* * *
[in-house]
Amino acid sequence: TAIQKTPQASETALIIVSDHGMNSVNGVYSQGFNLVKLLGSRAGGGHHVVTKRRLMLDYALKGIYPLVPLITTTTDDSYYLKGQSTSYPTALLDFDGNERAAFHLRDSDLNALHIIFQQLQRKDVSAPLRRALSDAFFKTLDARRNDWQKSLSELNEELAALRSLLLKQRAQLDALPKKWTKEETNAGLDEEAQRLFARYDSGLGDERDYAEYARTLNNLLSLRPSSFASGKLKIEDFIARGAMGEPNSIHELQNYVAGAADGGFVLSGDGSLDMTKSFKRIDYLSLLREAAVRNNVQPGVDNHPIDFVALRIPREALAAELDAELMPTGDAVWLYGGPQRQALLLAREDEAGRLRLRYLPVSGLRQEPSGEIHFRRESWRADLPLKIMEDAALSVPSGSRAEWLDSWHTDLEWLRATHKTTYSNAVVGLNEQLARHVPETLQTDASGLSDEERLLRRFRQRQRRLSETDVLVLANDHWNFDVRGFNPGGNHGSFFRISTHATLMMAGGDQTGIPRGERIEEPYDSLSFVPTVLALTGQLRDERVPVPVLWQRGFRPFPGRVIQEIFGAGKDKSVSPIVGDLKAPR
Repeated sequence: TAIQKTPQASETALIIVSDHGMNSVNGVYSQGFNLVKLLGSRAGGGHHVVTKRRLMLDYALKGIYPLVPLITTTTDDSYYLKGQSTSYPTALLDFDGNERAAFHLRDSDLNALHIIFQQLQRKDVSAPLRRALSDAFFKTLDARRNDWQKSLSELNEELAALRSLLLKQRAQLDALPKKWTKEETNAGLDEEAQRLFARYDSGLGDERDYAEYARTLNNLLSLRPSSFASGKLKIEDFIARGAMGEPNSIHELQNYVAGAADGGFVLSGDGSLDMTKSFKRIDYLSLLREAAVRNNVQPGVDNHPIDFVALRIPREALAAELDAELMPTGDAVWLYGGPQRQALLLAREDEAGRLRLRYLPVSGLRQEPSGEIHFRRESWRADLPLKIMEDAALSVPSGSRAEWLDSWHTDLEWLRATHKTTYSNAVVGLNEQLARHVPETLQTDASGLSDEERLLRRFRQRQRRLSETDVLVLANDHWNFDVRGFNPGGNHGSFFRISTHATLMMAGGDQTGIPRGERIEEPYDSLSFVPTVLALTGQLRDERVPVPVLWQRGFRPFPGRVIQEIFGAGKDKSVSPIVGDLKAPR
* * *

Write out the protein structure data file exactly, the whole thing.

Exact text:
[in-house]
Amino acid sequence: TAIQKTPQASETALIIVSDHGMNSVNGVYSQGFNLVKLLGSRAGGGHHVVTKRRLMLDYALKGIYPLVPLITTTTDDSYYLKGQSTSYPTALLDFDGNERAAFHLRDSDLNALHIIFQQLQRKDVSAPLRRALSDAFFKTLDARRNDWQKSLSELNEELAALRSLLLKQRAQLDALPKKWTKEETNAGLDEEAQRLFARYDSGLGDERDYAEYARTLNNLLSLRPSSFASGKLKIEDFIARGAMGEPNSIHELQNYVAGAADGGFVLSGDGSLDMTKSFKRIDYLSLLREAAVRNNVQPGVDNHPIDFVALRIPREALAAELDAELMPTGDAVWLYGGPQRQALLLAREDEAGRLRLRYLPVSGLRQEPSGEIHFRRESWRADLPLKIMEDAALSVPSGSRAEWLDSWHTDLEWLRATHKTTYSNAVVGLNEQLARHVPETLQTDASGLSDEERLLRRFRQRQRRLSETDVLVLANDHWNFDVRGFNPGGNHGSFFRISTHATLMMAGGDQTGIPRGERIEEPYDSLSFVPTVLALTGQLRDERVPVPVLWQRGFRPFPGRVIQEIFGAGKDKSVSPIVGDLKAPR
Repeated sequence: TAIQKTPQASETALIIVSDHGMNSVNGVYSQGFNLVKLLGSRAGGGHHVVTKRRLMLDYALKGIYPLVPLITTTTDDSYYLKGQSTSYPTALLDFDGNERAAFHLRDSDLNALHIIFQQLQRKDVSAPLRRALSDAFFKTLDARRNDWQKSLSELNEELAALRSLLLKQRAQLDALPKKWTKEETNAGLDEEAQRLFARYDSGLGDERDYAEYARTLNNLLSLRPSSFASGKLKIEDFIARGAMGEPNSIHELQNYVAGAADGGFVLSGDGSLDMTKSFKRIDYLSLLREAAVRNNVQPGVDNHPIDFVALRIPREALAAELDAELMPTGDAVWLYGGPQRQALLLAREDEAGRLRLRYLPVSGLRQEPSGEIHFRRESWRADLPLKIMEDAALSVPSGSRAEWLDSWHTDLEWLRATHKTTYSNAVVGLNEQLARHVPETLQTDASGLSDEERLLRRFRQRQRRLSETDVLVLANDHWNFDVRGFNPGGNHGSFFRISTHATLMMAGGDQTGIPRGERIEEPYDSLSFVPTVLALTGQLRDERVPVPVLWQRGFRPFPGRVIQEIFGAGKDKSVSPIVGDLKAPR